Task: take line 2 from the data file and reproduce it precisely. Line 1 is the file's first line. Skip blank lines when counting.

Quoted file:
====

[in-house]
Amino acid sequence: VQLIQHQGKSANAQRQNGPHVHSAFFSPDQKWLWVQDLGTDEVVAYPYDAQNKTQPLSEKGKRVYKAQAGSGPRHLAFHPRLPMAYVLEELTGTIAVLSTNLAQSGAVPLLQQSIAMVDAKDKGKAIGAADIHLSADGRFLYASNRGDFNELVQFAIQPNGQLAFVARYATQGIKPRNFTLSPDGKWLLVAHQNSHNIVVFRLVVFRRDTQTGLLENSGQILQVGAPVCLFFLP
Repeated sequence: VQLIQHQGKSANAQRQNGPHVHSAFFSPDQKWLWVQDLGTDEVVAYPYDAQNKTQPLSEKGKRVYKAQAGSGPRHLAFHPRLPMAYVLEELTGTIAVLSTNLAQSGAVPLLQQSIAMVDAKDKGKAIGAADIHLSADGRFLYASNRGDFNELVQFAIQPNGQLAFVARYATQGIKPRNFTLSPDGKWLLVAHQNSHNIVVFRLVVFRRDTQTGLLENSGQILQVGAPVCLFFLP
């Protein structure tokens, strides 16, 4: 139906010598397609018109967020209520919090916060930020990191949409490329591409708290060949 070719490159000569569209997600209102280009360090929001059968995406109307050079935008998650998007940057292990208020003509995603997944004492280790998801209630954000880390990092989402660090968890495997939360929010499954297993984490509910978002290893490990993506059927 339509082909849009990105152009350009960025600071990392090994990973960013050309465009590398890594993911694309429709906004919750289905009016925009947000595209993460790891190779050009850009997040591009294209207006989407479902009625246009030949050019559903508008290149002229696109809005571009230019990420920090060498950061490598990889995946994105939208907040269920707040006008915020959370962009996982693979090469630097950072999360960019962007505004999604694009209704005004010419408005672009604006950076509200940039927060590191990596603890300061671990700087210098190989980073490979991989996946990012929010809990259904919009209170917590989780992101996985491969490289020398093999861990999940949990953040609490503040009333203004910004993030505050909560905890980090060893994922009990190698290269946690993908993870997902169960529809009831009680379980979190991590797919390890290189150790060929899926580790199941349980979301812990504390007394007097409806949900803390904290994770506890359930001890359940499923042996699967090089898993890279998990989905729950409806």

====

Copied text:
Amino acid sequence: VQLIQHQGKSANAQRQNGPHVHSAFFSPDQKWLWVQDLGTDEVVAYPYDAQNKTQPLSEKGKRVYKAQAGSGPRHLAFHPRLPMAYVLEELTGTIAVLSTNLAQSGAVPLLQQSIAMVDAKDKGKAIGAADIHLSADGRFLYASNRGDFNELVQFAIQPNGQLAFVARYATQGIKPRNFTLSPDGKWLLVAHQNSHNIVVFRLVVFRRDTQTGLLENSGQILQVGAPVCLFFLP